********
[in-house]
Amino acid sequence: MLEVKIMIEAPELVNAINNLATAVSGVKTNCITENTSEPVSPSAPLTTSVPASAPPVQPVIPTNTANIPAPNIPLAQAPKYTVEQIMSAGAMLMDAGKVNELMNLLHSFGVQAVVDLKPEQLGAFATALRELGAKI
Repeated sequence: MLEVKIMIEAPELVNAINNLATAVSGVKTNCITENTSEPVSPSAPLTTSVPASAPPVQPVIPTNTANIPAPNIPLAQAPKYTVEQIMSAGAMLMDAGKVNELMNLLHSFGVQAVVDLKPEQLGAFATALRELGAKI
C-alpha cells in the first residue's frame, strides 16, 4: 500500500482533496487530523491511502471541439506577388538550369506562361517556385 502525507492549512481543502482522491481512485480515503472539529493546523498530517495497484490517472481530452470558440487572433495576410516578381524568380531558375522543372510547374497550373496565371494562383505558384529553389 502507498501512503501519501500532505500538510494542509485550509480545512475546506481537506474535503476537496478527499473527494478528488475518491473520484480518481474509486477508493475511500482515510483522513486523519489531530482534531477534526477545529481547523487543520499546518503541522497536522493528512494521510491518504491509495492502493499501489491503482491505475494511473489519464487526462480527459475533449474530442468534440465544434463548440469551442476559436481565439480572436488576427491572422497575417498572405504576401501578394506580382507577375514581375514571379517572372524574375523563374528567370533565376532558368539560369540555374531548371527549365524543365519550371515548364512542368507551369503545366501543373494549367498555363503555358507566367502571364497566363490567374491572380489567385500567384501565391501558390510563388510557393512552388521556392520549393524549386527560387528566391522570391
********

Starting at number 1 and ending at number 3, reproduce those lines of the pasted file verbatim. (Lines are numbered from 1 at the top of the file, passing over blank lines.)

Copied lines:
[in-house]
Amino acid sequence: MLEVKIMIEAPELVNAINNLATAVSGVKTNCITENTSEPVSPSAPLTTSVPASAPPVQPVIPTNTANIPAPNIPLAQAPKYTVEQIMSAGAMLMDAGKVNELMNLLHSFGVQAVVDLKPEQLGAFATALRELGAKI
Repeated sequence: MLEVKIMIEAPELVNAINNLATAVSGVKTNCITENTSEPVSPSAPLTTSVPASAPPVQPVIPTNTANIPAPNIPLAQAPKYTVEQIMSAGAMLMDAGKVNELMNLLHSFGVQAVVDLKPEQLGAFATALRELGAKI